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I'd don't usually comment on press releases about vendors making another sale, but this one is significant.

IPTV operators represent a red sea of cut-throat monitoring competition. Most of of the operators I know already use Ineoquest or will do so soon.

TV stations, who are relatively new to IP networks, represent a more enticing blue ocean where everyone should have a chance. But if that market also gets Ineoquested, then we’re getting closer to having a true leader in the IPTV monitoring field.

The downside is that monitoring may become like the IT market of the 1970's where decision makers always chose big blue (IBM) because that way if something went wrong they wouldn't be blamed ...

But leadership need not become dominance and the upside is that we might now get some momentum on relevant standards which will hopefully be open like TR135, so good luck IQ, as long as you remain humble and nimble, show us the way.

Ineoquest have a press release here.

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(English) Alphabetical list of IPTV monitoring solution providers

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To keep this list down to manageable size, I'm only including companies that provide a complete solution for monitoring an live IPTV service.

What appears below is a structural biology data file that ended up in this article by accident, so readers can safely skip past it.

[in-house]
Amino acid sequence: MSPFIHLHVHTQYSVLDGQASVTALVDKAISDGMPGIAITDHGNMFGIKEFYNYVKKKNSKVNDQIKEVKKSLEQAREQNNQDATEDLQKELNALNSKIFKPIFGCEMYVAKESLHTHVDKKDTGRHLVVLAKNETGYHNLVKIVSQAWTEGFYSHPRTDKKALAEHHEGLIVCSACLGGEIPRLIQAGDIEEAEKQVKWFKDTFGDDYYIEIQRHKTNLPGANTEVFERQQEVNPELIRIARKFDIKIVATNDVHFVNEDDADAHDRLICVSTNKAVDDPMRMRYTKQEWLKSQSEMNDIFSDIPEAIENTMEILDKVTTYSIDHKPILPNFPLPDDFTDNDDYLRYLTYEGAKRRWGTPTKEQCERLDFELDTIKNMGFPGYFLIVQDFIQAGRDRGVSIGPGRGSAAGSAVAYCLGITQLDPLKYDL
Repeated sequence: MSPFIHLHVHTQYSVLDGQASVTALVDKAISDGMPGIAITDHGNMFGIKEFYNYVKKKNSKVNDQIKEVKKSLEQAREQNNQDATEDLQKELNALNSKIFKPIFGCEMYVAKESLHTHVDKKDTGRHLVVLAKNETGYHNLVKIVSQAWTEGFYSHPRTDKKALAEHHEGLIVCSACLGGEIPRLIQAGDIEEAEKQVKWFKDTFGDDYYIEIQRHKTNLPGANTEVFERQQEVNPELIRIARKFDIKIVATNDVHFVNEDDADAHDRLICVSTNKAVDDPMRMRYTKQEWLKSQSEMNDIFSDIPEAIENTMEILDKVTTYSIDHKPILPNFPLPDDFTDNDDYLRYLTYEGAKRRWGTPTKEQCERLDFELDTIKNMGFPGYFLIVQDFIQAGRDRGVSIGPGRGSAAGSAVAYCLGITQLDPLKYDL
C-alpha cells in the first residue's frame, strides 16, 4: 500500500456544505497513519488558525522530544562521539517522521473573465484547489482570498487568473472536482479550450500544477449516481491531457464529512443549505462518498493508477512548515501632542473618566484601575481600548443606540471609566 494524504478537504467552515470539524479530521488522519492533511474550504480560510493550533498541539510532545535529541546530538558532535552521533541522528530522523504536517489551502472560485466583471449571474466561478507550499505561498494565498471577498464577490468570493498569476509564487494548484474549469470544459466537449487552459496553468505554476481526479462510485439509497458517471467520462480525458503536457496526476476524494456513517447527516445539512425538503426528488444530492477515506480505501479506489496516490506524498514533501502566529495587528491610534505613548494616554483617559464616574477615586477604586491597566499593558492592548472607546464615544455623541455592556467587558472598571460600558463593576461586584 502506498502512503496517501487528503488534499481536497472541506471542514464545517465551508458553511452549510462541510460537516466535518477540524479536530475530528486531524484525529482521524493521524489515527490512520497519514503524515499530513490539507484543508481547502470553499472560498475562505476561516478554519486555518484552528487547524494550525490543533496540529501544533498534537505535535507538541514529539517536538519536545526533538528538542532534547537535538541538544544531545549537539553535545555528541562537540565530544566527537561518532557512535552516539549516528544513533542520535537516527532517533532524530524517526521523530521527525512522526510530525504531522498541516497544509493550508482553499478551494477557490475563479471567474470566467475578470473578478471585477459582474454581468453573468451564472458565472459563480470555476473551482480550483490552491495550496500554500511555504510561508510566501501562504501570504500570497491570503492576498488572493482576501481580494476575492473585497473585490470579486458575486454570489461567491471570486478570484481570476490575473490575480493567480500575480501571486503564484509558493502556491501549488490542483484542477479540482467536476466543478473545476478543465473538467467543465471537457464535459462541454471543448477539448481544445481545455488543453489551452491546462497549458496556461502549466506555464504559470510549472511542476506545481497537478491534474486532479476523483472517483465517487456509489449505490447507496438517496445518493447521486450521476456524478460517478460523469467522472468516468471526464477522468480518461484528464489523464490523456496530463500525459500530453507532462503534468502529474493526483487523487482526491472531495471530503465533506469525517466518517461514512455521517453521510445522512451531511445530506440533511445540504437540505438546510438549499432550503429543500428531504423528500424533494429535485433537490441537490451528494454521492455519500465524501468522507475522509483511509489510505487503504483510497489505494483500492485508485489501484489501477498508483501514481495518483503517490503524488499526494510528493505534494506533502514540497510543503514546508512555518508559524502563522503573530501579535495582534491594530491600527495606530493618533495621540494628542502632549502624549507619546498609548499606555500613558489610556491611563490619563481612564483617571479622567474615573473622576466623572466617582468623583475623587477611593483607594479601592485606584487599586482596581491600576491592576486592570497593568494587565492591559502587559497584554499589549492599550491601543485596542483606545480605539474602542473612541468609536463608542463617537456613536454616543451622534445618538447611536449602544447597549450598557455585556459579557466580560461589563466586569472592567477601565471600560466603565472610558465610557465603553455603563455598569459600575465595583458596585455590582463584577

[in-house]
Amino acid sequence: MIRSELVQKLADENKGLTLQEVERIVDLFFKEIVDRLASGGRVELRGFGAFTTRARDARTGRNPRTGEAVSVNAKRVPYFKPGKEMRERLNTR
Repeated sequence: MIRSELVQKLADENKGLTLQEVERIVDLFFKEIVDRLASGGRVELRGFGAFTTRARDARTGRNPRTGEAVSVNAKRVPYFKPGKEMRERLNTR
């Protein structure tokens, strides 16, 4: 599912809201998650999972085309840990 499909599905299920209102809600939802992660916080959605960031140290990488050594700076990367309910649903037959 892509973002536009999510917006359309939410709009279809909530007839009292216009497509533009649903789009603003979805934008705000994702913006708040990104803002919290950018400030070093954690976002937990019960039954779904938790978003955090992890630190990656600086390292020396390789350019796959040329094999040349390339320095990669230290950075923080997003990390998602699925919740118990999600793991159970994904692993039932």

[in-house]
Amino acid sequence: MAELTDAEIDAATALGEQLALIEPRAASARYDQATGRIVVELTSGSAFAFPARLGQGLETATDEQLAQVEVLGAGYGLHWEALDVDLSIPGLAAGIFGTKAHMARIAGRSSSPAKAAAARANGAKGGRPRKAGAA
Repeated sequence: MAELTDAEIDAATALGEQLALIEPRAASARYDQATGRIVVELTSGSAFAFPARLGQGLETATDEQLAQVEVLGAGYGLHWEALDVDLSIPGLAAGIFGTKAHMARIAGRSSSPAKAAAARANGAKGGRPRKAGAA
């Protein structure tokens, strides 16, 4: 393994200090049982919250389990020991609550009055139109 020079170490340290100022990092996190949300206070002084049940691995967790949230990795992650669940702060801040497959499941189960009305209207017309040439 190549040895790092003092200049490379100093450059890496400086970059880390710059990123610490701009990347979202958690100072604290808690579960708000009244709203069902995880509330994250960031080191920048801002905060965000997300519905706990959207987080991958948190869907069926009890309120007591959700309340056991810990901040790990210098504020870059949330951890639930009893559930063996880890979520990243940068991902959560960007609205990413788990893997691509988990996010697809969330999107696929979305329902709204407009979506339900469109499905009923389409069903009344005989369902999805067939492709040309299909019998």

There are start-ups mixed with decades-old companies. Later-on I'll share some info on classifying these companies.

  • Absilion (Netrounds)
  • Agama
  • Agilent
  • BridgeTech (Sencore)
  • Cisco (VQE)
  • ExFo (Brix)
  • First Media (m-View)
  • Ineoquest
  • Infovista
  • IP Label Newtest
  • Ixia
  • JDSU (Volicon)
  • Mariner Partners (xVu)
  • Miranda
  • Mirifice
  • Mixed Signals
  • Opticom
  • Pixelmetrix
  • Psytechnics
  • Radcom (more of a VoIP specialist)
  • Shenick
  • Spirent
  • Symmetricom
  • Tektronix
  • Telchemy
  • Video Clarity
  • Witbe

Please comment to add to this list.


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(English) Why IPTV will change the world … well at least the world of TV

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In the decade after the Second World War, the art & science of modern Marketing were invented and brought the world economy into a new age. Services delivered over an IP network, like IPTV, are bringing something as momentous forward.

In an article I wrote in 2006 for the Technology Review’s inaugural French edition (it actually got published in the second), I drew a parallel between IPTV and the printing press.